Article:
The Heroes

Considering the epic songs by plot, we have several fairly distinct groups of narravits. One group of songs stands apart, often designated as songs about the “older” heroes.

Volkh Vseslav’evich: the sorcerer, shape-shifter.

Sviatogor: the largest, heaviest of heroes. The earth can barely hold him. Gives Il’ia Muromets his strength (one variation).

Mikula Selianinovich: the strongest hero. Tosses plows like sticks.


Then we have the Kievan heroes.

Il’ia Muromets. Possibly the best-known and best-liked hero. “old” or “old Cossack” (appellation probably appeared in 16th C.); the subject of the most songs, has most developed biography. Peasant background (probably emphasized in 19th C.). Legends about “reality” of hero.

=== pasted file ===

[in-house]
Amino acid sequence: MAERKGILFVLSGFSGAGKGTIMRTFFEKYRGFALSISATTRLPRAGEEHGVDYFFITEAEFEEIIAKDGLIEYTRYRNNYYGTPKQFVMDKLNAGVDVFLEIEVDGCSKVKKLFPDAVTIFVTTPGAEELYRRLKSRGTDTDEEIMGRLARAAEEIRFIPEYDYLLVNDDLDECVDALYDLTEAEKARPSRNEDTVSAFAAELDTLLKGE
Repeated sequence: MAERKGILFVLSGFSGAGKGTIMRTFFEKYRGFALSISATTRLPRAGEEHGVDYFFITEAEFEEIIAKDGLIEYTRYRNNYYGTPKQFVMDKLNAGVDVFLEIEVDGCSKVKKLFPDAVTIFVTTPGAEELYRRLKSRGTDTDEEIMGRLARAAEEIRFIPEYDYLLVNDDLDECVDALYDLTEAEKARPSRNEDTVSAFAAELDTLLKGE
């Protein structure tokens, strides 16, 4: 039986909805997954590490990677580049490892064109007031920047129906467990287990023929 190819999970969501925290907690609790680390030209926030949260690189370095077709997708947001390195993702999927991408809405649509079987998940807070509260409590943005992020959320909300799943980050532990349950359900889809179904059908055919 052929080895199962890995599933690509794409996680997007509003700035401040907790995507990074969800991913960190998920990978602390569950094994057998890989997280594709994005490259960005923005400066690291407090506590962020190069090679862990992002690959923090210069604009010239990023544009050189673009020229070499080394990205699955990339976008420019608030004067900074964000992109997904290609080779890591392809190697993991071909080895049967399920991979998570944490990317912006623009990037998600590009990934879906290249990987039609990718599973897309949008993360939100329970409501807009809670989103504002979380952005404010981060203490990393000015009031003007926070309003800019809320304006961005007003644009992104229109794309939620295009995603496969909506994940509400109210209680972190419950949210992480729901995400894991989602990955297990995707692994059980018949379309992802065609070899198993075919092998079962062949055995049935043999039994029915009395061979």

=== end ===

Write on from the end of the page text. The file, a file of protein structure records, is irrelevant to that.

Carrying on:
Dobrynia Nikitich. The nobleman. Diplomat noted for his special knowledge and courtesy. Musician, chess player, archer, wrestler. Origin not presented clearly.

Aliosha Popovich: youngest of trio formed with Il’ia and Dobrynia. As patronymic indicates, son of priest. Trickster: slyness, agility, craftiness, sometimes as “mocker of women”, sometimes liar and cheat.

Then the heroes that come in contact with Kiev but are not Kievans themselves.

Mikhailo Potyk. Once song, one of the longest and most complex. Elements of magic tales. Bride taking.

Ivan Godinovich. Single song. Search for bride.

Solovei Budimirovich. Single song. Bride taking. Hero not from Kiev. Elements of magic tales.